Labor & Employment Law
Drew U Sued, Accused of Purloining Poetry Program & Students
Posted Oct 26, 2009 12:39 PM CST
By Martha Neil
A federal judge in New Hampshire has given the green light to a lawsuit accusing New Jersey's Drew University of stealing a competing college's graduate-level poetry program and many of its students.
Poet Anne Marie Macari created the Drew program while serving for less than a year as interim director of a "low residency" New England College program in New Hampshire that awarded a master's of fine arts degree in poetry, the college's lawsuit contends, accusing her of breaching her contract and duty of loyalty. It says all eight of the faculty members at the Drew program formerly taught at the college, reports the Star-Ledger.
Drew must defend the case in New Hampshire, U.S. District Court Judge Joseph Laplante has ruled, denying the university's alternative motions to dismiss or at least move the case to New Jersey. Because Macari allegedly acted on Drew's behalf in New Hampshire and the university knew she was working there, Laplante held that the litigation against Drew can be pursued there, the New Jersey newspaper explains.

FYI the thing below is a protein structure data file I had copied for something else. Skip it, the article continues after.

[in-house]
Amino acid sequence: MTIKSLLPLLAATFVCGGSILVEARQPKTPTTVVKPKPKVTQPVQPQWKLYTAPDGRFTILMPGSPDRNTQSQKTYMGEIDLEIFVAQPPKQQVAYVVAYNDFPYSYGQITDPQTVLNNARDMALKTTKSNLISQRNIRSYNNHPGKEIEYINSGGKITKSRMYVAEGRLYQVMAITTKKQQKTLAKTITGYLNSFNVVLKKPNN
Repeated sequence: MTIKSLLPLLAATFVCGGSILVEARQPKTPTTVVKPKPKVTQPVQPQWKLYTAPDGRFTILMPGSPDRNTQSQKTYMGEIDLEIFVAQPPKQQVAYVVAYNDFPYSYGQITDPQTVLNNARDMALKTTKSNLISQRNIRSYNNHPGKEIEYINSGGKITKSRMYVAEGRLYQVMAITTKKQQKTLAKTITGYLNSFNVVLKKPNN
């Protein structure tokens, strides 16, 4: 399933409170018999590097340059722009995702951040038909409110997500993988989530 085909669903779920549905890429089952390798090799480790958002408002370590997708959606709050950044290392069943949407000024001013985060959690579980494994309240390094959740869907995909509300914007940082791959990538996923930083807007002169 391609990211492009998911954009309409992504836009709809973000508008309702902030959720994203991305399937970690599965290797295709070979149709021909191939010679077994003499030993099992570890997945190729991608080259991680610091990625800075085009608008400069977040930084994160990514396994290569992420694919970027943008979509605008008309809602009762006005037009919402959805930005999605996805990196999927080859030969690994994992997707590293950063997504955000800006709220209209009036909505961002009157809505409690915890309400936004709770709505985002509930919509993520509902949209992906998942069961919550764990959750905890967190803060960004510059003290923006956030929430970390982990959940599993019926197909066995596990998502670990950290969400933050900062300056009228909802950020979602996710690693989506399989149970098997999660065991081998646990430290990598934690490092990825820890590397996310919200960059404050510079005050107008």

The suit seeks more than $100,000 in compensatory damages for lost tuition and the salary the college paid Macari while she they say she played a dual role, as well as injunctive relief preventing Macari from running a competing poetry program at Drew for two years, according to a 2008 article in the Concord Monitor.
"The employer is paying for something," Peter Callaghan, a New Hampshire employment lawyer, tells the New Hampshire newspaper. "If the employee is not honoring her commitments and is working to bring assets and resources to a competitor, the employer is not getting what it paid for. And the courts will enforce a remedy there."